Socialist Party of Great Britain breakaway groups
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The Socialist Party of Great Britain has weathered a number of internal disputes since its foundation in 1904, some of which have led to organisational breakaways.
Membership of the Socialist Party of Great Britain has been conditional on acceptance of the Party's Object and Declaration of Principles. All applicants for membership are required to undertake a short written or verbal ‘test’ designed to enable them to demonstrate an understanding of – and agreement with – this Object and Principles and also of the Party's basic political positions not otherwise directly covered in the Declaration. There has been a sound reason for this as all members, once admitted, have full democratic rights and stand in basic equality to one another. This kind of political democracy can only work on the basis of agreement around fundamental principles and, according to the Party, there would be no point in a socialist organisation giving full democratic rights to those who, in any significant way, disagreed with the socialist case.
Naturally, in an organisation of critical thinkers that has endured for a century, the existence of some disagreement is inevitable. Indeed, it would be true to say that a fair number of internal debates and disagreements have arisen in the Socialist Party concerning issues not covered by the Declaration of Principles and not addressed in the initial membership test – in other words, issues which are somewhat peripheral or incidental rather than core and fundamental. These issues have included the Party's exact attitude to trade unionism, its view of capitalist economic crises, and – in more recent years – whether something akin to law will exist in socialist society.
There have been some event-specific debates too – such as over the Party's precise attitude to the Spanish Civil War in 1936, to the Hungarian Uprising of 1956 and then to the movements for political democracy in the Soviet bloc states in the 1980s. On other, far fewer, occasions, small groups of Party members, sometimes concerned by the Party's pace of growth (or lack of growth in some periods) have developed ideas which have challenged the Party's basic, core positions more clearly. Having initially agreed with the Party's principles and analysis they developed a political critique which challenged these positions at a more fundamental level. But even in these instances, only a handful of disputes have been so serious that they have led to organisational breakaways, and for a political body that has seen thousands of members join over a century of activity, this is remarkable. While sometimes damaging to the Party, these have always involved very small numbers of dissidents who have either left the organisation voluntarily or who have been expelled by a Party Poll. In each case they have been more an instance of splintering than splitting. For the historical record, six splinters of the various kinds discussed above can be readily identified. They are detailed below in chronological order.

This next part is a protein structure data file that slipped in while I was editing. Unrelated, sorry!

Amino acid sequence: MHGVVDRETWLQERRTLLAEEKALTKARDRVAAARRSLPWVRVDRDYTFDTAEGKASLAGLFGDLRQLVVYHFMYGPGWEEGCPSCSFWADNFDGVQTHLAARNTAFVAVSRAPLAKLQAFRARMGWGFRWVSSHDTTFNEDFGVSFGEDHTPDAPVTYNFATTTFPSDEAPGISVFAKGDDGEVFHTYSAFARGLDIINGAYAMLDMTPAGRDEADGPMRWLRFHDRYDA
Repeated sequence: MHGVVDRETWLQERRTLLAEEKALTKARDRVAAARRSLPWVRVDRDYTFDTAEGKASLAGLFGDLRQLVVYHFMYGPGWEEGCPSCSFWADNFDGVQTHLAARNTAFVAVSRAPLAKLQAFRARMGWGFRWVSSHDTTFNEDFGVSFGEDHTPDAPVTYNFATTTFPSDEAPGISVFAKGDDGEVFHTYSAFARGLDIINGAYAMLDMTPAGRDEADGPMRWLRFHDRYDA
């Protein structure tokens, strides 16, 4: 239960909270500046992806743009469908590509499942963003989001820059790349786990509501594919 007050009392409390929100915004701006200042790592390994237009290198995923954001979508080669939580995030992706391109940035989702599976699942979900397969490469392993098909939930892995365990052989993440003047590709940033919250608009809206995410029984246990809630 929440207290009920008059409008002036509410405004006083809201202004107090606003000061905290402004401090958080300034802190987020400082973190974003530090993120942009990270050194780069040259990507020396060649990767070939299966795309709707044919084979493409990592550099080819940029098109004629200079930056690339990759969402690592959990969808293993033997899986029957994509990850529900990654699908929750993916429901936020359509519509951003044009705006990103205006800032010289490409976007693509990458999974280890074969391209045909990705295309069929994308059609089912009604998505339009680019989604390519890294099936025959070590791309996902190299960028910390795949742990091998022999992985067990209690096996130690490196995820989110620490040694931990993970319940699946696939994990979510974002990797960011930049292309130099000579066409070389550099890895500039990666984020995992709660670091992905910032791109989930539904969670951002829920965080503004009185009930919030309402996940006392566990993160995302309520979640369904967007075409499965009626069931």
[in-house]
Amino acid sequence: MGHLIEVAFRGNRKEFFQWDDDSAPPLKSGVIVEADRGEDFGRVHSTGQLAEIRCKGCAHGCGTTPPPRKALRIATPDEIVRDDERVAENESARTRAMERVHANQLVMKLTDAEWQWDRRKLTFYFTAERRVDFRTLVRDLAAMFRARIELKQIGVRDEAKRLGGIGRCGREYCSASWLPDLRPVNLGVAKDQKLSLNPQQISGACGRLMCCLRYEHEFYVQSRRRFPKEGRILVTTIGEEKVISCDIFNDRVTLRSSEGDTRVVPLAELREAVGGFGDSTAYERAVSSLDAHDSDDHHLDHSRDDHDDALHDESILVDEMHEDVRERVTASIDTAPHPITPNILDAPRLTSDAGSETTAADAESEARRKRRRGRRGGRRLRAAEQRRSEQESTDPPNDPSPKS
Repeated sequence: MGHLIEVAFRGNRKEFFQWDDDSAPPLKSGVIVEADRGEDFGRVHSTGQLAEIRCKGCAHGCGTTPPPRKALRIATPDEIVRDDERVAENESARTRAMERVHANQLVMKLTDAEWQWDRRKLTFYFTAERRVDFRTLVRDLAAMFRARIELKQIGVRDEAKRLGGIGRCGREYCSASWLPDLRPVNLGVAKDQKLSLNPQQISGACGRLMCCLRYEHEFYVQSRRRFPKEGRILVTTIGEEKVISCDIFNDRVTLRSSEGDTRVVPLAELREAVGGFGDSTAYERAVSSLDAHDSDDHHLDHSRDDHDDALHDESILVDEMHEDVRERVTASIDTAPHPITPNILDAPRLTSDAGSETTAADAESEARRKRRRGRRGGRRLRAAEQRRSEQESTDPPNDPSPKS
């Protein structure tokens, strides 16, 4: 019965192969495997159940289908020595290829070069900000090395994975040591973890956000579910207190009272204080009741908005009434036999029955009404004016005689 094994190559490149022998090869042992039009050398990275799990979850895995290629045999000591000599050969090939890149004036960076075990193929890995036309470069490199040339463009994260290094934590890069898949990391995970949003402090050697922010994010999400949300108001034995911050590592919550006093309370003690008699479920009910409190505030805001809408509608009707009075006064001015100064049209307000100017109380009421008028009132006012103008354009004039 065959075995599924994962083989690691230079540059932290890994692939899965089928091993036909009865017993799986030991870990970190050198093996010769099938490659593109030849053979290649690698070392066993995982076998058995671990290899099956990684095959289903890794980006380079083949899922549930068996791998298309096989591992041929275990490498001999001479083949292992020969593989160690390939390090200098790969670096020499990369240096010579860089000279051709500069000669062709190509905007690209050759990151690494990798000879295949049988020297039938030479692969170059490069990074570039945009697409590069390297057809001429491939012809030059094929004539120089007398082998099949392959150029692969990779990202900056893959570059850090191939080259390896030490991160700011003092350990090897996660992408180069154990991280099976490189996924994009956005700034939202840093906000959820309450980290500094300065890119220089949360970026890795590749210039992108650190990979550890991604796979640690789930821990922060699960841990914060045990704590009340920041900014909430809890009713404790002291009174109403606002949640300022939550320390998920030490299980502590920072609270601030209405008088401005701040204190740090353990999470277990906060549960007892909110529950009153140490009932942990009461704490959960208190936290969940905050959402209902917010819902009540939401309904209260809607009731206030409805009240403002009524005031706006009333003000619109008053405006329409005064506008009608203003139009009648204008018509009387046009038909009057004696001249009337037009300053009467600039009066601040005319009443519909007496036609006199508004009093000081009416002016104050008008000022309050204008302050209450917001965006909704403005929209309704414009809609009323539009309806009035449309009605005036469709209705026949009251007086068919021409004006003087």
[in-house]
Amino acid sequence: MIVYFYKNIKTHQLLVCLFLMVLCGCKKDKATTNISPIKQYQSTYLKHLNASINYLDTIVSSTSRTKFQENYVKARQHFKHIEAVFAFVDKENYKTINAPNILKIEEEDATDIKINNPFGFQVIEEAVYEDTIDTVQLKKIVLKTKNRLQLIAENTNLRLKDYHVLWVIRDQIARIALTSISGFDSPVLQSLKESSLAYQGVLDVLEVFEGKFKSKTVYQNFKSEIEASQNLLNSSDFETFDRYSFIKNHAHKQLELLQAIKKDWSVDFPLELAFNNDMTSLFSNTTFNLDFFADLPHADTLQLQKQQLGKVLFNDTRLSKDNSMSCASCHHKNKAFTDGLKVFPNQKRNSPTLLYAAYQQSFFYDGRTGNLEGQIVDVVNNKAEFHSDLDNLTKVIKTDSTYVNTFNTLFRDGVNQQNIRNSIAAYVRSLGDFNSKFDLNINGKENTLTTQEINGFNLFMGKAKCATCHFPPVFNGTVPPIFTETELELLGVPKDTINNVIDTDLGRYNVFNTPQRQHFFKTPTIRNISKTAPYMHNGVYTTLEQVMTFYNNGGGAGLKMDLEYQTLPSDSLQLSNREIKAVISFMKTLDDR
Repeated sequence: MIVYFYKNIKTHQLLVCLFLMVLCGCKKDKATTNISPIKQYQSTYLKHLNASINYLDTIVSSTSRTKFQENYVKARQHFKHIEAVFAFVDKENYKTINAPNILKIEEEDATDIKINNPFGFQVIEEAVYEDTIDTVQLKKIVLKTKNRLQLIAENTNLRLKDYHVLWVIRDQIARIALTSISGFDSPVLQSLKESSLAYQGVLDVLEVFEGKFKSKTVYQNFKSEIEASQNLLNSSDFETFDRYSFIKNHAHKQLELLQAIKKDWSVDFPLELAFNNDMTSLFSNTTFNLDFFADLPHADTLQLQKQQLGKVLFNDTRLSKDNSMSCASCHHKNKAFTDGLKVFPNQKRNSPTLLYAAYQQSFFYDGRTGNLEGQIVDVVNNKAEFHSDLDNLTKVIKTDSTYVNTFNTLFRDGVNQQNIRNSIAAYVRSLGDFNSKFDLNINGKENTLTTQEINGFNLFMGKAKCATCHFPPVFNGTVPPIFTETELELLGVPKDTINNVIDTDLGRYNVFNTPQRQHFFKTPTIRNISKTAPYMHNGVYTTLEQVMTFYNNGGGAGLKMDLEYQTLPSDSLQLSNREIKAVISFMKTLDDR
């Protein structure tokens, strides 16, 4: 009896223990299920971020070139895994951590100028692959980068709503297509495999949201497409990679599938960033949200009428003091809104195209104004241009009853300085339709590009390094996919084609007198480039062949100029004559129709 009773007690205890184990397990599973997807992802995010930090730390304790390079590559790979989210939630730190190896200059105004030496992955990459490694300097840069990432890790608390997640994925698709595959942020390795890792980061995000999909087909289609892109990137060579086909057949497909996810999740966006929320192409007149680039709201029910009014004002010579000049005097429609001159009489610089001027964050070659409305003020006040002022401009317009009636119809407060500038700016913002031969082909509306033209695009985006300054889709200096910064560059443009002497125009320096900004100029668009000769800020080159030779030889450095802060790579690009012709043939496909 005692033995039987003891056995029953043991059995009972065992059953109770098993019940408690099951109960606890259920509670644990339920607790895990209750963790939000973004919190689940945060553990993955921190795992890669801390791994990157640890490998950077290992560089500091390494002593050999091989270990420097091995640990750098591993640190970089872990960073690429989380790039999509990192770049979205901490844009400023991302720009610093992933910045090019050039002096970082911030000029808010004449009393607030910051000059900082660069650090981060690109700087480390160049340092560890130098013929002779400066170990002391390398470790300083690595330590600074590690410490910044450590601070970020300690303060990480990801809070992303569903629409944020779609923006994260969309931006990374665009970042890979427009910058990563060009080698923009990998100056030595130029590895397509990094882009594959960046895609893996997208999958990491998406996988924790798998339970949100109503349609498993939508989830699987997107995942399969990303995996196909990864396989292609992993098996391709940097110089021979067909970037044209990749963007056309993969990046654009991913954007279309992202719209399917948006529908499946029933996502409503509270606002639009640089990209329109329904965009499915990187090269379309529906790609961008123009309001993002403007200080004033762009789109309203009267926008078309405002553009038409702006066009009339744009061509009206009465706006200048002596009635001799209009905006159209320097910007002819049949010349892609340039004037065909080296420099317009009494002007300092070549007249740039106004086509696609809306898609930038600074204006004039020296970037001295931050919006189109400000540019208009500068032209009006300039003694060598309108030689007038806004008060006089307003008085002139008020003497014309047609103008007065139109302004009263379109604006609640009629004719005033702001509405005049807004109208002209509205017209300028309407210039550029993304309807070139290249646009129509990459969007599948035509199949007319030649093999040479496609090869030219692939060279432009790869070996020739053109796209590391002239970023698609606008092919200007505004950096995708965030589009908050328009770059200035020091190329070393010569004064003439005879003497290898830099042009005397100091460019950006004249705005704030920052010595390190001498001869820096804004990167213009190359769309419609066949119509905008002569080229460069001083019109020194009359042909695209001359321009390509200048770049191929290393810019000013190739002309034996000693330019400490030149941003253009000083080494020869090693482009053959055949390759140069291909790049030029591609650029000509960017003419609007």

The Socialist Propaganda League
The early dispute in the Socialist Party which led to the formation of the tiny Socialist Propaganda League was the product of the optimistic belief of the Party's founder members that the socialist revolution was near. A group of members around Henry Martin and Augustus Snellgrove wanted the Party to take a definitive stand on the attitude socialist delegates elected to parliament or local councils would take towards reform measures proposed by one or more of the capitalist parties. They argued that socialists were required to oppose measures introduced by capitalist parties on each and every occasion. Unable to convince the rest of the membership, they resigned in 1911, a small number going on to found the Socialist Propaganda League. The League remained active until the death of Martin in 1951.
The Social Science Association
The group that formed around Harold Walsby and his ideas probably represents the most unusual breakaway from the Socialist Party in its entire history. During the Second World War this group developed a fascination with perceived impediments to mass socialist consciousness among the working class. The theory they developed was expressed by Walsby himself in his 1947 book The Domain of Ideologies and those involved in the group set up an organisation to propagate their views called the Social Science Association, which existed from 1944 until 1956, attracting a number of new recruits during the Turner Controversy (see below). It was later succeeded by the Walsby Society and the journal which emerged from it called Ideological Commentary. This survived until the death of its editor (and the former secretary of the SSA), George Walford, in 1994. As of 2007[update], barely a handful of its exponents still survive.